Second, the hosting.
Government sites hosted by Amazon—a foreign (American) company? Even if the servers sit on Canadian soil, isn’t this a questionable decision? How does that intersect with American laws and American government agencies, which could demand information from Amazon? As I lack detail about this setup, I am certainly not well-informed and I would imagine that all sorts of precautions were taken in this arrangement. Nevertheless, why introduce this kind of a security and privacy risk? Shouldn’t we be critical about putting Canadian government information (not to mention potential personal information) on servers hosted by a company of foreign origin (using foreign proprietary software) when Canadian companies could have provided the same service (or the government could operate these itself)?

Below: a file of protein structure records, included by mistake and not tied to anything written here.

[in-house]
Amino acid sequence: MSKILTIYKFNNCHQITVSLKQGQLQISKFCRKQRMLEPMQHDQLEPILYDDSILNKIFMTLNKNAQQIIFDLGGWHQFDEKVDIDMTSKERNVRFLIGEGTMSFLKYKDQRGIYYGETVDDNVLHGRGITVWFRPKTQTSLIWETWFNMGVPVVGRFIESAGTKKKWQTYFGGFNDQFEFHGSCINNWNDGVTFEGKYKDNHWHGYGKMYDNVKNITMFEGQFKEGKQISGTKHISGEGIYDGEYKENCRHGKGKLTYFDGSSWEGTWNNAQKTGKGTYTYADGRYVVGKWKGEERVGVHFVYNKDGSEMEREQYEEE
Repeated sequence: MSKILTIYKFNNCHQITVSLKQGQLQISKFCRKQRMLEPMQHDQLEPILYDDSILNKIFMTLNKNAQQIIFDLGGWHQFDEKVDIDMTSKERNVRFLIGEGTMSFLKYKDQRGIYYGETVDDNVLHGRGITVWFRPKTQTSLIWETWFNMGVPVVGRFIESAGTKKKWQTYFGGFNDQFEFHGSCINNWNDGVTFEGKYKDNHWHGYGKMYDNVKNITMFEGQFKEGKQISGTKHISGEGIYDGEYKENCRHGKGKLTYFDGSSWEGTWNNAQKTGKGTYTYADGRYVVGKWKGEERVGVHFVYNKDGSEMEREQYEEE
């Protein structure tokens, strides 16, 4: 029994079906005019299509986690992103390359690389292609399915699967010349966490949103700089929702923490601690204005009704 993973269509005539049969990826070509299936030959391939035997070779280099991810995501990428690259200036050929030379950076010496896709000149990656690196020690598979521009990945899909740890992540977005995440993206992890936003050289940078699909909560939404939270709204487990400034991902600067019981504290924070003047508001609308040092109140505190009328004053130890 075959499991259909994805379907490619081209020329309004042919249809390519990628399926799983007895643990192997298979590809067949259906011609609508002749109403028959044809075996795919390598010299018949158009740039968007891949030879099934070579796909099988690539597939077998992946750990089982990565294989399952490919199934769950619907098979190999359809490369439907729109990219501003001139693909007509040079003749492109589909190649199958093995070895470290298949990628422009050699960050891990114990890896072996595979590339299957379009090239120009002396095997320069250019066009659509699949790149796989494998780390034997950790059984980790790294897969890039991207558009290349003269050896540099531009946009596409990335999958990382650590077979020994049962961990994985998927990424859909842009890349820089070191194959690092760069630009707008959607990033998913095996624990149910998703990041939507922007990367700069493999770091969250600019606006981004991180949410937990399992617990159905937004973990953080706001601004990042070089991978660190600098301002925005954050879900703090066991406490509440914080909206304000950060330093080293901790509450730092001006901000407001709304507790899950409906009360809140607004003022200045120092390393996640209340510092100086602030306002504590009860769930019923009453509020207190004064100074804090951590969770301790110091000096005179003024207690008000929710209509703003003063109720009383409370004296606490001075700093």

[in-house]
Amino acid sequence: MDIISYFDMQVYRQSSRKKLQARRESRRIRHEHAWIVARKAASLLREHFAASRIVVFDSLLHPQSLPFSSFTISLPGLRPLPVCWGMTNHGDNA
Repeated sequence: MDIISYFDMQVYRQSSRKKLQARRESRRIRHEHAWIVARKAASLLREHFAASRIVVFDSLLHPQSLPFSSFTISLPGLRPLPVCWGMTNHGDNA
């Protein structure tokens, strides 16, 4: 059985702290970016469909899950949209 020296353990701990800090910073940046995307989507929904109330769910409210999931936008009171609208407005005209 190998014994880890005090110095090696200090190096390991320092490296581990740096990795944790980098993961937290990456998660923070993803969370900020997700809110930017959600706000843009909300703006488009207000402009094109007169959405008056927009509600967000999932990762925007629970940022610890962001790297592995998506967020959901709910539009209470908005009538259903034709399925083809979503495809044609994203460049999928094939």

Regardless of how the remaining Canadian government sites manage their content, there can be an information architecture, design strategies, and style guidelines developed, which provide usable experiences and good aesthetics for people seeking information from these Web sites. The back-end system can certainly help improve the management, updating, and preservation of the content for the people developing or administering it but it does not necessarily dictate how the user interacts with the public web front. So even with today’s state of affairs on the WCM migration project, Canadian government Web sites can continue to serve their purposes and improve.
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Newsblur (www.newsblur.com) is a Web-based RSS feed reading service. This is a review of how I found the service useful while working on some competitive intelligence (CI). It’s convenient and conducive for tracking issues, trends, commentary, and news.